Unions such as the RMT (Rail & Maritime Union) and the CWU (Communication Workers Union) have undertaken a series of strikes, causing mass disruption and promising more action over the coming months. During the current year, we have seen strikes from barristers, refuse collectors and workers at the Port of Felixstowe, one of the busiest ports in the country, for disputes over pay and conditions. These are just three examples out of many.
Indeed, the election of Sharon Graham to General Secretary of Unite has seen a more proactive approach, with her claiming that Unite has already won 80% of the disputes they have raised with employers. RMT General Secretary Mick Lynch has risen to prominence for a series of boisterous interviews that have been shared widely across social media, which have enjoyed popularity for what is perceived to be his humbling of media figures and politicians.
The RMT, along with public sector union Unison and Unite, the largest trade union in the UK, had planned to coordinate strike action at the Trade Union Congress’s (TUC) annual conference, although this has now been postponed, along with strikes planned by the CWU and RMT in September, due to the death of the Queen.
The question remains, what has driven this latest wave of trade union activity? Often cited is the ‘cost of living crisis’, the rising cost of living (namely, inflation of prices for products such as food, fuel, as well as increases in rent and energy bills). They argue that employees’ wages have not kept up with inflation, and that many of their members are financially struggling. Anxiety from union members over declining wages and increased cost of living has animated the current wave of union activity, as well as concerns over working conditions, job stability and working hours. This is evident by interviews with striking workers on the picket line.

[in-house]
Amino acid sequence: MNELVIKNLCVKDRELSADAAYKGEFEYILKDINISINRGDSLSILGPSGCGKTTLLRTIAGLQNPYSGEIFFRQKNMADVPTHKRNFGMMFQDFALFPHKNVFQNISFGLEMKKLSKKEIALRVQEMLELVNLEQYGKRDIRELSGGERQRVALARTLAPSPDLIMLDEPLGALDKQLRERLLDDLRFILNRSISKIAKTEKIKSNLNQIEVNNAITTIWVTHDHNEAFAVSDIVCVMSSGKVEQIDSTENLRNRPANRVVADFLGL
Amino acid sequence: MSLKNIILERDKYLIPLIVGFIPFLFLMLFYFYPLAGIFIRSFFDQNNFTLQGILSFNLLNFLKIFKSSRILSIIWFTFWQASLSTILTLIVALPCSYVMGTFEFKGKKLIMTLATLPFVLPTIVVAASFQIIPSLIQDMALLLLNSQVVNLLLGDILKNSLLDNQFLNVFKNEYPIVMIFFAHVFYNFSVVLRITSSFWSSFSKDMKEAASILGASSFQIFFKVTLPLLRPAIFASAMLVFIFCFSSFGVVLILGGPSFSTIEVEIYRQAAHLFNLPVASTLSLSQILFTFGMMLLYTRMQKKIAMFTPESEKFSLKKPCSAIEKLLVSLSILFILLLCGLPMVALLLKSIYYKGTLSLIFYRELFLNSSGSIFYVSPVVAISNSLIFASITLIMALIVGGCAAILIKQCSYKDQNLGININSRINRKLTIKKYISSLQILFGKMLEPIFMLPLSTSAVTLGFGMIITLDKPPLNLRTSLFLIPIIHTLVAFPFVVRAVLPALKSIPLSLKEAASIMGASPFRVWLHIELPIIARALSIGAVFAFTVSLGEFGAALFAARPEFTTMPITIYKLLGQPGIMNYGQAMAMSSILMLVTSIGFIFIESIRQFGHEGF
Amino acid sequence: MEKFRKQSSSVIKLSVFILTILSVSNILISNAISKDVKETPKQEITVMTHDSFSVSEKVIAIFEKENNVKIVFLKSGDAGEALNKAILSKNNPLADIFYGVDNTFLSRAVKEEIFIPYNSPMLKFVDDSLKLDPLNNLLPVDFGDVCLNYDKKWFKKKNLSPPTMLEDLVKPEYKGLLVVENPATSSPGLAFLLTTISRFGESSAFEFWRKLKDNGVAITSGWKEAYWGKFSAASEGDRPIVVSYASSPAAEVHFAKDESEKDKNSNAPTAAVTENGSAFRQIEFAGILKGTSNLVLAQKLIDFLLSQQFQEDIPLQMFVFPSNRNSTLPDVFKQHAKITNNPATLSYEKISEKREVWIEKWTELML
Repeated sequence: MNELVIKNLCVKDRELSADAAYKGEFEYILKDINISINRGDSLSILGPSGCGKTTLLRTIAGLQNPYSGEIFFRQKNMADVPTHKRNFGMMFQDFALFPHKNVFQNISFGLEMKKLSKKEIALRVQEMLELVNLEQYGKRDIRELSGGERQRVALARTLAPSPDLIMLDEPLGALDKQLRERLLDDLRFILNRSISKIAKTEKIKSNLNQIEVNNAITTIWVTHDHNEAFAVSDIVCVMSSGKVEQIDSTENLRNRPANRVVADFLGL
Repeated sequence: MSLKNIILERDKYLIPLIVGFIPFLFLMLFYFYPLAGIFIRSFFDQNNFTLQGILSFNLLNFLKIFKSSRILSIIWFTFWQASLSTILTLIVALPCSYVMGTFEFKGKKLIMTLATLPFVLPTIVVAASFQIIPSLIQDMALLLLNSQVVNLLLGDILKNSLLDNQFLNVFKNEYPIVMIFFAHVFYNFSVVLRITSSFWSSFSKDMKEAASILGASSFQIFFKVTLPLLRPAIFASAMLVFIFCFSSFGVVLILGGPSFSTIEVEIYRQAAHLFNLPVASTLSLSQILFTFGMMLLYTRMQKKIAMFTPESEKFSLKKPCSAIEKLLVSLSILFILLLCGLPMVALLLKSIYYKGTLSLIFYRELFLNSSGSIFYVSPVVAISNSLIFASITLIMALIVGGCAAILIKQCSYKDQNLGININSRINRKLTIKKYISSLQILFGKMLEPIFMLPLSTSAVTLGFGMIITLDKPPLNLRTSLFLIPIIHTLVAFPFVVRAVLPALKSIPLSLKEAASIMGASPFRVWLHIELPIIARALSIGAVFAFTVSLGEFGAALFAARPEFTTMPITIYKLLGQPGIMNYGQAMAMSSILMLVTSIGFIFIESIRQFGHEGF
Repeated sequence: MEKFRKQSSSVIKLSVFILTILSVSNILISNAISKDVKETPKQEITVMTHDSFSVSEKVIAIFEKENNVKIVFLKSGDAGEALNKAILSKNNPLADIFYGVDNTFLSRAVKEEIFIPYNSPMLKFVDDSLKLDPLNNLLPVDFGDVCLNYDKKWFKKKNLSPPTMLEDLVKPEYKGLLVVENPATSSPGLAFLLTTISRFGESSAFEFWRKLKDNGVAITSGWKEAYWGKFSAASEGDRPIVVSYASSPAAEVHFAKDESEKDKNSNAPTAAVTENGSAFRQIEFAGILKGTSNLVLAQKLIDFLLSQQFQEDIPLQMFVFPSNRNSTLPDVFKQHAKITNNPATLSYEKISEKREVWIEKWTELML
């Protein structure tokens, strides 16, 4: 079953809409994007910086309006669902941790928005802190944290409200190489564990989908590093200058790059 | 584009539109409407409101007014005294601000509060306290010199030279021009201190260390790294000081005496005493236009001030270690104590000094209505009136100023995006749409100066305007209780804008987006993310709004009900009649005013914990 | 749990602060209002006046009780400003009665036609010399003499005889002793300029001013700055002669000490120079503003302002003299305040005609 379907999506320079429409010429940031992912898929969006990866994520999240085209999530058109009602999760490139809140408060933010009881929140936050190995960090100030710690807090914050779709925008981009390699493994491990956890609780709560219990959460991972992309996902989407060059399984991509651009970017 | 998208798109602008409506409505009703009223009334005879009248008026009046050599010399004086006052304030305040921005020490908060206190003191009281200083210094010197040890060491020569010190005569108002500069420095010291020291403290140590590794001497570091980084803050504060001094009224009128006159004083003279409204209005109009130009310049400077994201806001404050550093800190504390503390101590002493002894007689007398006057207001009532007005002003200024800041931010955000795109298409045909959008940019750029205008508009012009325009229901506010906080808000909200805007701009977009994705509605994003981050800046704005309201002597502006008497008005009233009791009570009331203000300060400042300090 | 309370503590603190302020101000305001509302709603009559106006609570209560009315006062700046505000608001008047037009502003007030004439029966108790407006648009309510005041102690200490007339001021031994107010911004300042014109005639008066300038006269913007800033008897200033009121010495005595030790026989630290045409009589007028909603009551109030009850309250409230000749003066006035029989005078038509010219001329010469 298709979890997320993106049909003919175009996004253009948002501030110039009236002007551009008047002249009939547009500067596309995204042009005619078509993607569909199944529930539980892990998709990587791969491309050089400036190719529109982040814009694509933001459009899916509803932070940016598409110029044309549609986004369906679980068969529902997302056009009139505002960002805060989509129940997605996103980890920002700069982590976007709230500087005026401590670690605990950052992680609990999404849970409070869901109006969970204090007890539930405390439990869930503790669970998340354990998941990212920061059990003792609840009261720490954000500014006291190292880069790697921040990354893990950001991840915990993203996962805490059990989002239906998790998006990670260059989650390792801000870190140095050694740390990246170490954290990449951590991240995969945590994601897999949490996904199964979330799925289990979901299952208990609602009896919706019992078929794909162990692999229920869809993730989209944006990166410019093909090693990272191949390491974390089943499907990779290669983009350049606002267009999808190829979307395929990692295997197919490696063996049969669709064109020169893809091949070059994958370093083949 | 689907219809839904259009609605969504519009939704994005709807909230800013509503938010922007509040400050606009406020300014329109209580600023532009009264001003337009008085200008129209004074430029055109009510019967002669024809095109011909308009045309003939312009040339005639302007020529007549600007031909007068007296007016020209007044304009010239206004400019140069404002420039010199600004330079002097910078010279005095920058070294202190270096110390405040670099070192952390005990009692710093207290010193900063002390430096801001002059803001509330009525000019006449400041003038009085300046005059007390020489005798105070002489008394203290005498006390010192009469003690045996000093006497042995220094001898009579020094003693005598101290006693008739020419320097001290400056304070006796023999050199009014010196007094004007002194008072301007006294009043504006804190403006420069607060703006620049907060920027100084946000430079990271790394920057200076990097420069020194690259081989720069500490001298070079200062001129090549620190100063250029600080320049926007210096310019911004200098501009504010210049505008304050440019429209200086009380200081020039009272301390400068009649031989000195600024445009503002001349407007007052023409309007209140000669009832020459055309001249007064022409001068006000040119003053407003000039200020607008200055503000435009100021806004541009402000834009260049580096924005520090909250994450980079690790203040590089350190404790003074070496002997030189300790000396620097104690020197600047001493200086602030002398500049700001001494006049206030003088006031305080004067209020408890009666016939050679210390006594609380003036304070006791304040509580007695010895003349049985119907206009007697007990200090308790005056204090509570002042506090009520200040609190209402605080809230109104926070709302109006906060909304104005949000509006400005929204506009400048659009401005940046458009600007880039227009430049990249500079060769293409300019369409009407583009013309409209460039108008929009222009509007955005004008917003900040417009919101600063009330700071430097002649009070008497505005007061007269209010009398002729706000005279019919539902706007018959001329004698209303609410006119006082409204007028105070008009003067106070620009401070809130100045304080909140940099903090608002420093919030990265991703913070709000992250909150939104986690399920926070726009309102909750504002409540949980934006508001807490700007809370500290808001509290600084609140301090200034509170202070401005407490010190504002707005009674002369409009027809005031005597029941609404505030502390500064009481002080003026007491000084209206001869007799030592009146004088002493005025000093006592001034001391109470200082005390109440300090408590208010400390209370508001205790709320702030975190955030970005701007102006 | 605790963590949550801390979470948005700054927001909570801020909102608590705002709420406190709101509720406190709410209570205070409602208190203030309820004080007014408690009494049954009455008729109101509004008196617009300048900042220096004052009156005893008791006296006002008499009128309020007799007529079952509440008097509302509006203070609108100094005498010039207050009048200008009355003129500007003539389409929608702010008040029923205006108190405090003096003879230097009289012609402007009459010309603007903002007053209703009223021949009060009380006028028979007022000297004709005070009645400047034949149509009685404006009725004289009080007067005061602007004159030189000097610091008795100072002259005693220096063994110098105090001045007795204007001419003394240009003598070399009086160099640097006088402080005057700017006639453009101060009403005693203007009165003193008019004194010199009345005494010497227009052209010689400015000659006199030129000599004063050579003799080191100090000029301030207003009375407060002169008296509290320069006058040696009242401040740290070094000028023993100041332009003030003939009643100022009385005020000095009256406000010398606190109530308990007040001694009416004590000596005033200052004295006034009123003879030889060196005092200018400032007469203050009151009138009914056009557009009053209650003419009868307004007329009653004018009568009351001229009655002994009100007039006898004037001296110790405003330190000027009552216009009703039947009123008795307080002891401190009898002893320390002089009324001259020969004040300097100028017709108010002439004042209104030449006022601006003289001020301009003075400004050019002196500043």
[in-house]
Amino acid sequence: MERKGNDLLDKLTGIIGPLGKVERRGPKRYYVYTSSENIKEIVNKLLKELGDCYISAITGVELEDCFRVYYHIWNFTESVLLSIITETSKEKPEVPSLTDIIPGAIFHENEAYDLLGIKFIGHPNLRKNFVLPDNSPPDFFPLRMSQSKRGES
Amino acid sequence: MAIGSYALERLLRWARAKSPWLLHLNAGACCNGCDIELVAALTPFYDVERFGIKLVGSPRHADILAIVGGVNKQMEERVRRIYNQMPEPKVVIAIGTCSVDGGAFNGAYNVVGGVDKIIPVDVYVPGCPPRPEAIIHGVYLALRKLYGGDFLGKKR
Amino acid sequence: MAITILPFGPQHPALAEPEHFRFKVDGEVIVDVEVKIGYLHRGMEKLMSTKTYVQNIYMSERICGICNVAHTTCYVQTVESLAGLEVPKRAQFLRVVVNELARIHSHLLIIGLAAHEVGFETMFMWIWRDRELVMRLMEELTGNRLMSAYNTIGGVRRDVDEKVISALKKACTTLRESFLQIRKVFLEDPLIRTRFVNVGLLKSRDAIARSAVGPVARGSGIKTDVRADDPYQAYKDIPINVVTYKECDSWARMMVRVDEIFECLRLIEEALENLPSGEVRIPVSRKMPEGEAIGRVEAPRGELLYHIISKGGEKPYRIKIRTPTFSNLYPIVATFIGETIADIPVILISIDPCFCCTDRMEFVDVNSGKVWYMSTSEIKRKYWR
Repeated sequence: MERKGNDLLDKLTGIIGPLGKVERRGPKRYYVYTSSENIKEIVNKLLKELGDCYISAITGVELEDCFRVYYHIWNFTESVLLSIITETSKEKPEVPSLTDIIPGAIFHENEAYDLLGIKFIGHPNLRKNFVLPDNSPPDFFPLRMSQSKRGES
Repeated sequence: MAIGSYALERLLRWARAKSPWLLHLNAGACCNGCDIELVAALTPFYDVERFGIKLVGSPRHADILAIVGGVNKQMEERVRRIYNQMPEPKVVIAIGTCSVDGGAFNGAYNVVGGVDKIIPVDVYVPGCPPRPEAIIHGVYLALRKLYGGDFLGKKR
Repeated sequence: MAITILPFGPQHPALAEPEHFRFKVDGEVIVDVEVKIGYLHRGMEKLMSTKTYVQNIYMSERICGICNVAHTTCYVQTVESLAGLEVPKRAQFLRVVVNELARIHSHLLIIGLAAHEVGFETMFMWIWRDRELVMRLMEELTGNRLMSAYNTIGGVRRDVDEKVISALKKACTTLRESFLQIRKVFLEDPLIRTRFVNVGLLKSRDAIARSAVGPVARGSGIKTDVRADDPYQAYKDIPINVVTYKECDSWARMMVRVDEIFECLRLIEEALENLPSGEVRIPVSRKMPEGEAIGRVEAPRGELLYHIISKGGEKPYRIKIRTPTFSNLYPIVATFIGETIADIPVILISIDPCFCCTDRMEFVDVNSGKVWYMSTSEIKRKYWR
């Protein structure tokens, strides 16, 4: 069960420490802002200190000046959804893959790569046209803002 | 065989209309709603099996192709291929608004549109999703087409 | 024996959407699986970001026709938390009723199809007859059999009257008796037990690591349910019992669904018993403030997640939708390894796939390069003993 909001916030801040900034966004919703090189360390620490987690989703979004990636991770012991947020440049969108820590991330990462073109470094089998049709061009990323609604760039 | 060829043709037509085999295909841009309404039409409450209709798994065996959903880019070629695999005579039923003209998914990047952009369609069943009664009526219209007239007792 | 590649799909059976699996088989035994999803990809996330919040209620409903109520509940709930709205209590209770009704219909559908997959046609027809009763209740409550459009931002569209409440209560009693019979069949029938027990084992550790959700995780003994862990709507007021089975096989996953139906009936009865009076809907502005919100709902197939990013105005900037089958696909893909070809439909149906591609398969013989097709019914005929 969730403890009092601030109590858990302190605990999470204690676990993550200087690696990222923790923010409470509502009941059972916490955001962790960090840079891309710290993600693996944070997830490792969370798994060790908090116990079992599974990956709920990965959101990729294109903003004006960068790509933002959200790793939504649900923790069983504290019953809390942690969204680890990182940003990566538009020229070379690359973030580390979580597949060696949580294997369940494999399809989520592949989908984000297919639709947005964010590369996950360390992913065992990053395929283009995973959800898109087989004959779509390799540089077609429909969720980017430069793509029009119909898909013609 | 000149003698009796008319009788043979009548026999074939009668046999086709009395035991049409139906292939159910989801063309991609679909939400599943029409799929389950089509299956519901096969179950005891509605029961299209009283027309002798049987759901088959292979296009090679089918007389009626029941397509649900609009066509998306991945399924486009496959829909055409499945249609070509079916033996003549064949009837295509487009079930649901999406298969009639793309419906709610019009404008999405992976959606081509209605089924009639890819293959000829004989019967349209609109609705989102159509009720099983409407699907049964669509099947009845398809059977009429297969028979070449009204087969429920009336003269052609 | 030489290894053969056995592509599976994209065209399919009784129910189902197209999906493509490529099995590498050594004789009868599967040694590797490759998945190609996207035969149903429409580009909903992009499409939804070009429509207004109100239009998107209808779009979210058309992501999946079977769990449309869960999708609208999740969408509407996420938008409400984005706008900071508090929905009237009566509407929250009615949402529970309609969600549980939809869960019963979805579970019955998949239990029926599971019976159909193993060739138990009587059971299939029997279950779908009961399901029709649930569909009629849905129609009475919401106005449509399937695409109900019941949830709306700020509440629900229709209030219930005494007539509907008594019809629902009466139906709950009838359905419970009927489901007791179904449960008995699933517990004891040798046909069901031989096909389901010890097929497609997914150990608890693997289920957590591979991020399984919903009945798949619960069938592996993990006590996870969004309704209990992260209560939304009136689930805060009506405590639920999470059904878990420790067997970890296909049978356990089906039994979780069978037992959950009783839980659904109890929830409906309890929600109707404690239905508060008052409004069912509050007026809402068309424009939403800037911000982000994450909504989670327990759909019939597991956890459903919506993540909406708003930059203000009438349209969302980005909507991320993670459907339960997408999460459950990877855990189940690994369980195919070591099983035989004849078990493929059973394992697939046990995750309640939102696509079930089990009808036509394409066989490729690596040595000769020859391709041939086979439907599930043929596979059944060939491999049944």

Of course it is not just about pay, but conditions as well. Union leaders have expressed worries that the new Prime Minister, Liz Truss, plans to review workers protections inherited from European Union law, such as the 48-hour working week (which prevents workers from being forced to work over 48 hours a week, unless they agree to ‘opt out’ by signing a form).
Truss’s belligerent rhetoric during the leadership campaign against Rishi Sunak underlines a more hard-line approach towards trade unions; with policies that make it more difficult to strike proposed. Obviously, this has caused concern amongst union leaders, with the TUC resorting to reporting the government to the International Labour Organisation (ILO), an UN agency which focuses on labour law, over these alleged anti-union policies.
A potent combination of rampant inflation increasing living costs and subsequently, a demand for higher pay from workers and mutually bellicose defiance from the government and trade union leadership have created fertile ground for a new generation of labour activism, strengthened further by a rejuvenated trade union movement. Whether or not the strikes will be successful remains to be seen.